Not to mention that they no longer have any minorities on the station.

            Even Morning Joe’s crew (including Eugene, Mika, Joe, Pat) and The View’s Whoopie Goldberg thought the choice was wrong.

            Ugh…….what the “left” has become in protecting the current Obama regime.

        • ainnj, yes. WTH has happened to calm and rational discussion? All I’ve gotten lately from all fronts are insults and bullying behavior whenever any dissent is expressed.

      • Then, by your standards and NPR’s, they should fire Nina Totenberg. She appears on another network’s show, Inside Washington, and spouts opinions, some of them non-neutral. What makes it worse, she is a reporter for NPR, not a news analyst.

        As for NPR’s journalistic reputation, they’ve only worsened it by taking a million dollars just a few days ago from a well-known ideologue, George Soros. Talk about bad PR. Would they have taken a million dollars from the Koch brothers and had that publically announced? If not, why not?

        And again, should they fire Nina Totenberg? Are they or are they not in engaging in hypocrisy and double standards?

    • ainnj,

      I totally agree with you on this one. If you read the entire interview you can see that Juam WIlliams statements in context. While I don’t agree with his views: I think NPR totally Shirley Sherroded him.

      There is something seriously wrong with the state of discourse in this country. We have lost the ability to allow people who do not agree with our viewpoints the same freedom of speech and expression that we proudly use.

      RD: I am sorry . This is probably the first time I am in disagreement with one of your views.

  6. I have to ask, how is this different than if than if say George will said, ” I know that not all blacks are criminals but if I get on a bus with blacks in black garb I get nervous?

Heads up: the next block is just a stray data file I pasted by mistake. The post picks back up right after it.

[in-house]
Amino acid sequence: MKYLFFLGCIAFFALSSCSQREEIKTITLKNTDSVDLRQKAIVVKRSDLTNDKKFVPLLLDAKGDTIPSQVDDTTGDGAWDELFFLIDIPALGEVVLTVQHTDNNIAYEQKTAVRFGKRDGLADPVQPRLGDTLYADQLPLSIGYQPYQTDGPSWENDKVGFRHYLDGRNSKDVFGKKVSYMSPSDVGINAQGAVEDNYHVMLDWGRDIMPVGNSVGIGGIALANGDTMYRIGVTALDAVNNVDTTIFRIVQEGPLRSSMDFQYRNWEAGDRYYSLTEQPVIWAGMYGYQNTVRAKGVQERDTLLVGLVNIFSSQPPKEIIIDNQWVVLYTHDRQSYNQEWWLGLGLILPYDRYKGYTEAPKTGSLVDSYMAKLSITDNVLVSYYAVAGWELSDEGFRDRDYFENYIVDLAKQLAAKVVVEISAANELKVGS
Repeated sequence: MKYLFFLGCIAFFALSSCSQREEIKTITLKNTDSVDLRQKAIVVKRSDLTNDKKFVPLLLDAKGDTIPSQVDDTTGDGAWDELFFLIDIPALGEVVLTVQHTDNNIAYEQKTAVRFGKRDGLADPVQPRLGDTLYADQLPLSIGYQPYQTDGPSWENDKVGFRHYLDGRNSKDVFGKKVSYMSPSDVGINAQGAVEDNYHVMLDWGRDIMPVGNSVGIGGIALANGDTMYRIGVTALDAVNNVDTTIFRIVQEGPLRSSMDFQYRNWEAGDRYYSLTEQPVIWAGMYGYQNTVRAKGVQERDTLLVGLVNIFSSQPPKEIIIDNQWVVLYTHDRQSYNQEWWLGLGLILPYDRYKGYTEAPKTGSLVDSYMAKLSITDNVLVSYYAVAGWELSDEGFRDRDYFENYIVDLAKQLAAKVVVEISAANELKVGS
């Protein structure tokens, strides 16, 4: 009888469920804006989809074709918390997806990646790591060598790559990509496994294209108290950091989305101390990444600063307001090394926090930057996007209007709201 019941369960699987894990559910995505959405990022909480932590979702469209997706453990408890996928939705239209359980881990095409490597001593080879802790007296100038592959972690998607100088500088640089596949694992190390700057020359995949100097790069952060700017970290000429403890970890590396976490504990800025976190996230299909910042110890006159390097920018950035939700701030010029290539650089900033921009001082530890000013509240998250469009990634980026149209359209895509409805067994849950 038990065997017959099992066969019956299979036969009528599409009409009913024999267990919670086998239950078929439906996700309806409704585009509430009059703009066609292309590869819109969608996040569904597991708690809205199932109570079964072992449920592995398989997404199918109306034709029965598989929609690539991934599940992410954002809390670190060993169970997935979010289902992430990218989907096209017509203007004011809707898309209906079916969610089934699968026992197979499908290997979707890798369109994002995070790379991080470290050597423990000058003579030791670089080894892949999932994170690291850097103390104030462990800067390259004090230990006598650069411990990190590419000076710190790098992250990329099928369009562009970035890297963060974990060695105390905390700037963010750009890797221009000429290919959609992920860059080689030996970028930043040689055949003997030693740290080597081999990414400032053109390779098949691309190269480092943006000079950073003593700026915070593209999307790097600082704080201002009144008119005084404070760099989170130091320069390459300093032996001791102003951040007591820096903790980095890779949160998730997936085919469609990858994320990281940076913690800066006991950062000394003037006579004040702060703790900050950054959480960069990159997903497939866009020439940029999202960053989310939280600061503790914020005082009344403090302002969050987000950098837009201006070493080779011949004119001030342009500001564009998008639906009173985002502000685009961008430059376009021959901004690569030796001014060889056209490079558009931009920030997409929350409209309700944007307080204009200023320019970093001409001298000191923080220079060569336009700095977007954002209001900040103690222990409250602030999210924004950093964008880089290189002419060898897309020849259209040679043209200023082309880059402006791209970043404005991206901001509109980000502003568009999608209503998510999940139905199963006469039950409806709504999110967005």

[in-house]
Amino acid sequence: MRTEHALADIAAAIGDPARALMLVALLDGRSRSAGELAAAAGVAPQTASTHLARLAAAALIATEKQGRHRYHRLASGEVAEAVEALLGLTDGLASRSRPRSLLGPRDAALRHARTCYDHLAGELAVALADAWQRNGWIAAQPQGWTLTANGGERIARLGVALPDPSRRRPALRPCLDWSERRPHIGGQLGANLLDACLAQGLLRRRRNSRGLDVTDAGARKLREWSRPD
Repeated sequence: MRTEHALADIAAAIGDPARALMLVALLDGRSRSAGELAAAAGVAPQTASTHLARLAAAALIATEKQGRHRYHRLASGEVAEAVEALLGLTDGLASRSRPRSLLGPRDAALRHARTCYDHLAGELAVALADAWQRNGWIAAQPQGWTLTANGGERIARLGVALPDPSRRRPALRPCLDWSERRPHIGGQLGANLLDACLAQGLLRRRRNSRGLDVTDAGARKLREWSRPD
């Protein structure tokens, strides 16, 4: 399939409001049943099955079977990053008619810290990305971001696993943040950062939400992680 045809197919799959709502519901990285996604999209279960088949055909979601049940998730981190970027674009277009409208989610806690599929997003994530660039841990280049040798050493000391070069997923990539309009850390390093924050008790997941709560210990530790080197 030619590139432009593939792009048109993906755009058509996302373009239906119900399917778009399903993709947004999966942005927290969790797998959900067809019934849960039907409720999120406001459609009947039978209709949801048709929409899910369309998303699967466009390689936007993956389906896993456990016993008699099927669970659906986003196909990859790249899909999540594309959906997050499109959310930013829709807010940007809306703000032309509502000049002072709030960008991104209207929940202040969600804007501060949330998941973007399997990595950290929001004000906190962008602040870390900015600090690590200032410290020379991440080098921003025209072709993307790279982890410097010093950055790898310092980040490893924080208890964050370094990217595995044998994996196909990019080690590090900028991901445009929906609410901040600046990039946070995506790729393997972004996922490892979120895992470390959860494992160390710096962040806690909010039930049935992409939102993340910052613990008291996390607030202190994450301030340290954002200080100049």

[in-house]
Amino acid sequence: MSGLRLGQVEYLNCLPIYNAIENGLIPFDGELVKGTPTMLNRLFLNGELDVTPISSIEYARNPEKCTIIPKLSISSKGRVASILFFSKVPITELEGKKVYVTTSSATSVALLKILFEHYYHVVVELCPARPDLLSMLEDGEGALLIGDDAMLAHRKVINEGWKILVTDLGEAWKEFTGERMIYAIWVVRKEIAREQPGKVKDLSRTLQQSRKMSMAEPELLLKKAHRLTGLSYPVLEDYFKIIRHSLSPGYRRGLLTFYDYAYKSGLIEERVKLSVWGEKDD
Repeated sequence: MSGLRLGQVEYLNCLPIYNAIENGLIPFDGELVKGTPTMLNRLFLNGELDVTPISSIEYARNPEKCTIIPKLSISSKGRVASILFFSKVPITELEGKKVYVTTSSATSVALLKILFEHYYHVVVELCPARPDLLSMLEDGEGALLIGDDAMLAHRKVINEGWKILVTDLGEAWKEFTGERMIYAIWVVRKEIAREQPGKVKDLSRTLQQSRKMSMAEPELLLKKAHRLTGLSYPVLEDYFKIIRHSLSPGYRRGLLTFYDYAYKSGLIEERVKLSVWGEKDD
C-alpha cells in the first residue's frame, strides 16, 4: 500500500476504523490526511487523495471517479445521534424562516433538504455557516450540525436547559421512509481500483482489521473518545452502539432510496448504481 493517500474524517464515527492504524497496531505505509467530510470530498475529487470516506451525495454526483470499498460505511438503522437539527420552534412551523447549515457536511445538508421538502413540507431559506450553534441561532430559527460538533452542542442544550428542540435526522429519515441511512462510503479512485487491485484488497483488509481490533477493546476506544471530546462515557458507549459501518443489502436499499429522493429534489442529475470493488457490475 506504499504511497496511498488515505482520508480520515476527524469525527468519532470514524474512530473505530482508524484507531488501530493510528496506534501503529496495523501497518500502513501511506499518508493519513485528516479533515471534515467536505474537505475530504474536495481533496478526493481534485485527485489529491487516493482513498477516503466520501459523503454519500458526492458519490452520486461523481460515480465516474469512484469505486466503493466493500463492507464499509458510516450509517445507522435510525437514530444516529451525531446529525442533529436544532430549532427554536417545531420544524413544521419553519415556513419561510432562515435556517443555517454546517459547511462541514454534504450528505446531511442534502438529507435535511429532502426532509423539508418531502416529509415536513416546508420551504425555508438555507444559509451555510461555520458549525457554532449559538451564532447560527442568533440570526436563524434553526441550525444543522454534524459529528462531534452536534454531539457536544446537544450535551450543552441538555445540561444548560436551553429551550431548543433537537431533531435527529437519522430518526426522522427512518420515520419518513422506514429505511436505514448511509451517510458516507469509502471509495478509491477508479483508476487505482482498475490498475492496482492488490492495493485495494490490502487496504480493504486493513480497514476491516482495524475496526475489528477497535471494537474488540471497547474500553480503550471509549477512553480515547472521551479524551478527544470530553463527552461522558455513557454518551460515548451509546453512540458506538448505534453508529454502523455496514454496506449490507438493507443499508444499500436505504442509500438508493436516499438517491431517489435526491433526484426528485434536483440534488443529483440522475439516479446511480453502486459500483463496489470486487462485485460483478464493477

I think that if I were owner of the WaPo I might not be thrilled about George continuing to represent me in public.

    People have absolute right their opinions but youhave to won the consequence don’t you?

    If you say publicly, “Right of wrong, I am prejudiced against ,” your employer might have something to say.

    Let’s suppose a so-called responsilbe journalist says on television, “I know this is wrong, but when I see a woman, any woman, my first thought is whether or not I’d hit it…,” I would not call for him to be fired necessarily, but he’d forever “be that guy who is an ‘effing’ idiot.”

    I never call for anybody to be fired by the way. That is for whomever pays them to decide. That include Juan Williams. But I am not sad that NPR cut him loose. He is a big boy, he made his bed.

    Who cares.

    In my mind it isn’t about dissent and free speech though. You are free to say things that lead people to form opinions about you. Choose, then live with it.

    • Uh, that should be “own” the consequences. D’oh.

      • I am willing to start the collection for the software that would allow us to make the corrections. That happens to me, early in the mornings or when I am just too tired, but not willing to accept that it is time to go to sleep.

    • Exactly. And as listener-supported radio, there’s no way all of the donations that would be lost over this would somehow be replaced by an equal or greater number of O’Reilly viewers who want to let Juan know they’re also terrified of Muslims in airports. Not gonna happen. They gain nothing and lose a ton in terms of both credibility, because it really doesn’t inspire confidence to put it out there that your reporters are prejudiced against certain population groups and possibly can’t be trusted to report certain topics fairly, and operating funds.

    • Reasonable people can differ, but, Ron4Hills, I see it as prejudice as well and agree with you and RD here.

      Mr. Williams’s remark was offensive and was a disservice to millions of peace loving, patriotic Americans who happen to be Muslim. Only a tiny fraction of Muslims in this country are extremist. Anything Mr. Williams says publicly reflects (reflected) on NPR, especially as his position with them was part of his introduction and provided as part of his resume when he made television appearances. NPR was within its rights to terminate him, in my view, and Fox was within its rights to keep him on.